Dear Pretentious Literary Journal:
I was pretty naive six years ago, believing that publishing my fiction in your journal was a desirable thing. I mean, you have a circulation of barely 1,000 printed copies, the majority of which no doubt sit "archived" in your editorial offices alongside your mighty slush pile. Still, I was once young and bright-eyed and figured that if only you'd bestow an acceptance upon my grovelling head I would immediately be thrust into the stratosphere of literary superstardom.
Well, you'll be happy to hear I recently received your form rejection for that submission. Such bold, daring use of scissors and decades old xerox technology. I especially liked how you scratched out "Dear author" and wrote in my name with a blue pen. And since this was a form rejection mailed SIX YEARS after the submission was sent in, I deeply appreciate your apology for taking so long to respond (or as you put it, "the very protracted review of your piece"). And kudos for the comment about having truly wanted to publish my story ... until circumstances dictated otherwise. I'm sure the hundreds of other authors whose stories you've sat upon all these years, and who received this same form rejection, thrilled like I did at your overly sincere words.
But the funny thing is that in the last six years my view on publishing has changed. My experience editing storySouth and running their Million Writers Award for best online fiction made me realize there is no point in wasting my time submitting to second-tier literary journals like yourself. You say you publish 1000 copies twice a year? Well, many online journals receive that many readers every day. You don't even have a proper website so people can order copies of your journal. What is with that?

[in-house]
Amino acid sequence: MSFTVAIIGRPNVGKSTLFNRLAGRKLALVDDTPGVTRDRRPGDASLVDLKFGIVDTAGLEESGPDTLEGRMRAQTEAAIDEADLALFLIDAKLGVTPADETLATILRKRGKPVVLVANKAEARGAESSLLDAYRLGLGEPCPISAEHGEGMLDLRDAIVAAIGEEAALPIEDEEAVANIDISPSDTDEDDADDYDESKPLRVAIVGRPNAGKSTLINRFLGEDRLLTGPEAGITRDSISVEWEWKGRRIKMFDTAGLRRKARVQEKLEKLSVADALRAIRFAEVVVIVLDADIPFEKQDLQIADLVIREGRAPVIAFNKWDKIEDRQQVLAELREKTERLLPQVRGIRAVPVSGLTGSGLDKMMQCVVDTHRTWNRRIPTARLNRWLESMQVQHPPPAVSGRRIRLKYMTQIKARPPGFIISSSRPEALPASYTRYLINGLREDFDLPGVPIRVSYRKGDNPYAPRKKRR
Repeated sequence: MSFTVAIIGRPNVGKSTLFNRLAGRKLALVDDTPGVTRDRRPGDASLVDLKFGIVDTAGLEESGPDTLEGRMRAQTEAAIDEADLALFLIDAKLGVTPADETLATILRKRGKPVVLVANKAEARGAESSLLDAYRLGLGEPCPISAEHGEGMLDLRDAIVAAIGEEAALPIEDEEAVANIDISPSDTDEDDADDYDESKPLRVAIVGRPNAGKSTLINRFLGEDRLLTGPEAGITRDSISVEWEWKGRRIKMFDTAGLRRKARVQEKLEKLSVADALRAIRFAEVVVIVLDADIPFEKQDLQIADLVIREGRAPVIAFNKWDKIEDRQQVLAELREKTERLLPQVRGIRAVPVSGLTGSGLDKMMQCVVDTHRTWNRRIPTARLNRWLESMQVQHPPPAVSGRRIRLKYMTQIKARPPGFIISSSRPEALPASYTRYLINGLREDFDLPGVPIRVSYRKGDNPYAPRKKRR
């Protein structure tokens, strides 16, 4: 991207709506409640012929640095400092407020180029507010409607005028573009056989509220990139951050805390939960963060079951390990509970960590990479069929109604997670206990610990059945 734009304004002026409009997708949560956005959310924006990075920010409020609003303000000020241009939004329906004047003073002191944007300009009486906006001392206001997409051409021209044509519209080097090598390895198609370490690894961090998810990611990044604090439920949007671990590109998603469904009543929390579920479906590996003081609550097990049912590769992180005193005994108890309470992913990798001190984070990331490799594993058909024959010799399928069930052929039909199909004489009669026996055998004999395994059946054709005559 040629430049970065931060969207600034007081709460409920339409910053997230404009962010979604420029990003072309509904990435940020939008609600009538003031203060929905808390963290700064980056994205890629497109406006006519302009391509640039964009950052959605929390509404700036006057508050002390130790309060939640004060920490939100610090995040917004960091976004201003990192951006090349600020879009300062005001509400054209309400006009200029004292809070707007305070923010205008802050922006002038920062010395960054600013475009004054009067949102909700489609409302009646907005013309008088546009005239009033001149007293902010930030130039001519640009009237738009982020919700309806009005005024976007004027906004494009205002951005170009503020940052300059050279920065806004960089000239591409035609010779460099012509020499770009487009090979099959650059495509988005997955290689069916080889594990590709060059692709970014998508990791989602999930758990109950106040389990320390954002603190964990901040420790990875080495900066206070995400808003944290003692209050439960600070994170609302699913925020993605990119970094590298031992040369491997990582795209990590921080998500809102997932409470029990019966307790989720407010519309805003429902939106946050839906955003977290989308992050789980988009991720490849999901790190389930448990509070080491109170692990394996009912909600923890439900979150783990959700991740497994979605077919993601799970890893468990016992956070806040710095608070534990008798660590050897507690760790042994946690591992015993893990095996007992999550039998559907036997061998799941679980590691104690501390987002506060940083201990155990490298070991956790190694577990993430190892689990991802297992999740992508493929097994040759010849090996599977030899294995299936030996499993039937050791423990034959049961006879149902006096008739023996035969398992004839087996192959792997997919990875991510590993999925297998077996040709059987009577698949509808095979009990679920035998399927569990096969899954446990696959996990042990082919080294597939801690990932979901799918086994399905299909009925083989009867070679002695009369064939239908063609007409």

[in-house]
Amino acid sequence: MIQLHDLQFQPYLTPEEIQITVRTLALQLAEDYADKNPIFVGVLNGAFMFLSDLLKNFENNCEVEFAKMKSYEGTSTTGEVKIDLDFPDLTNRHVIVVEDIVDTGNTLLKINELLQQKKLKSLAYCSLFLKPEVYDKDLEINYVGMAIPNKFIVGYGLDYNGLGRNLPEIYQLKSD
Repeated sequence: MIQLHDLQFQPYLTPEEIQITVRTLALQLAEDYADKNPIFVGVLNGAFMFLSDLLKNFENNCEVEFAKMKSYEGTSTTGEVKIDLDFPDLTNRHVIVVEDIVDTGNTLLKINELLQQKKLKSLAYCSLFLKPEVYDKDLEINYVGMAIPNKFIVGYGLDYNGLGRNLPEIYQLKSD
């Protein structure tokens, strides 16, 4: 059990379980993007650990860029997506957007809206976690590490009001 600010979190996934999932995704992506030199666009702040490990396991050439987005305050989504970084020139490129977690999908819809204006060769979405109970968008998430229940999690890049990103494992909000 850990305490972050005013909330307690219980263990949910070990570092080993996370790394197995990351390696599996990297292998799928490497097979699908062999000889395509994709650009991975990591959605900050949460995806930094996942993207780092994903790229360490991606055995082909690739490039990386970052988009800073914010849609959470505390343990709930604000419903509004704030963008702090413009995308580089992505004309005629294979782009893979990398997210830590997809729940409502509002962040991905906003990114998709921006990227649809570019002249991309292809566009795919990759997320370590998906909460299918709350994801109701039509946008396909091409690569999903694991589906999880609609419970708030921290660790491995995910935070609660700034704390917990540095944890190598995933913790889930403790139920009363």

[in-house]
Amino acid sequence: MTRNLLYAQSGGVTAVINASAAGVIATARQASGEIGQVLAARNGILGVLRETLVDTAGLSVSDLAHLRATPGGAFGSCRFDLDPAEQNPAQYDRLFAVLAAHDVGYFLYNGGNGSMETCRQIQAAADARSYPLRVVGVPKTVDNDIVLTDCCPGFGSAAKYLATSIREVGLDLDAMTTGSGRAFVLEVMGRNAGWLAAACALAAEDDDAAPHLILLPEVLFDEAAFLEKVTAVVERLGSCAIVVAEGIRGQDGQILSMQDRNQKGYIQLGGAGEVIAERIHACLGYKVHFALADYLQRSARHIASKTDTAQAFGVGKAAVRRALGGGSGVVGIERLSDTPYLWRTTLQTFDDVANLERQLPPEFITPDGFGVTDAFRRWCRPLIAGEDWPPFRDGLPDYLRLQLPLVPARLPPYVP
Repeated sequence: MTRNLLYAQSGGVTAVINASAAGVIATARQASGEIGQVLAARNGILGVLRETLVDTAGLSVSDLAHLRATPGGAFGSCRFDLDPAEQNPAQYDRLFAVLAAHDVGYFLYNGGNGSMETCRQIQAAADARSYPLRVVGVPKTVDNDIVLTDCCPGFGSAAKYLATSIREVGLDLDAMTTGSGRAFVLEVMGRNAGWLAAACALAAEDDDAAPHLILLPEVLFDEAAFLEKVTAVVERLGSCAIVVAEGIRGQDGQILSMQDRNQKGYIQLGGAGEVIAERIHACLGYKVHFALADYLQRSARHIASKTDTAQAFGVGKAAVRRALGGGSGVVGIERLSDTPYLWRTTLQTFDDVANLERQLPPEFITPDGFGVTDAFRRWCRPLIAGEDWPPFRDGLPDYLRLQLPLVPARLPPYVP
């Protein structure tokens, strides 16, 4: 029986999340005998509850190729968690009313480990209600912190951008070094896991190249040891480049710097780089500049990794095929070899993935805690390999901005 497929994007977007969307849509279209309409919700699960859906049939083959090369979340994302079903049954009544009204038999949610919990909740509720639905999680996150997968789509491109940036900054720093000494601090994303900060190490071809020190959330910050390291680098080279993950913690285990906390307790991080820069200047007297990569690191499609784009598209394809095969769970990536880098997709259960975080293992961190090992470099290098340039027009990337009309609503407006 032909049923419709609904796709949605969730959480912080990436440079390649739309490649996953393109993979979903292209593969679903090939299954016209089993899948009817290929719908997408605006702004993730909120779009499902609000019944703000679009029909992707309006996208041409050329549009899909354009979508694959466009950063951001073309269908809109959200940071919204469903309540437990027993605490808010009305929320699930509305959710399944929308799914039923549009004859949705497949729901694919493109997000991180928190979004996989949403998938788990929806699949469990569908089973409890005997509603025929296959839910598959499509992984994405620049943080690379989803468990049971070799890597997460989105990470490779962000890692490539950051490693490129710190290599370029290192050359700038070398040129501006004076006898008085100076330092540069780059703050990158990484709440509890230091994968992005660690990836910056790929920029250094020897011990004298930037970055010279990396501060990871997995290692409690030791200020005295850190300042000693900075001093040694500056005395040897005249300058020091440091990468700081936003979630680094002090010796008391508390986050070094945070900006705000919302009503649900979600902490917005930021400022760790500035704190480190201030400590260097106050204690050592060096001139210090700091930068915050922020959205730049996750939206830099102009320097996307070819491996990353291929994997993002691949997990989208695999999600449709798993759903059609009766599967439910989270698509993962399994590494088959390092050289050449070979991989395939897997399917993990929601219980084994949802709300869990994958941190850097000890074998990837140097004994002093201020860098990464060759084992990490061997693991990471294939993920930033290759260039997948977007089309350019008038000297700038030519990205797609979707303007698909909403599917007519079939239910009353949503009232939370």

I considered electronically scratching out the "Pretentious Literary Journal" term above and writing in your real name. But in the end, I decided against it. Because the truth is, you don't need a rejection letter from me. Your behind-the-times attitudes and inability to handle such a simple process as a slush pile means you have already set yourself up for the ultimate rejection--failure. It has been years since I've seen a copy of your literary journal in a bookstore. It's been longer than that since I've heard anyone mention a story, or poem, or essay published in your pages. You have made yourself obsolete. You have rejected yourself better than I ever could.
Truth be told, I'd long ago given up on that submission and assumed it went to the great shredder in the sky. So thanks for sending me the form rejection six years late. It made me laugh. It made me realize why I long ago stopped submitting to places like you.
Still, I wish you the best in your future publishing experiences. But somehow, I don't think you'll like what the future brings.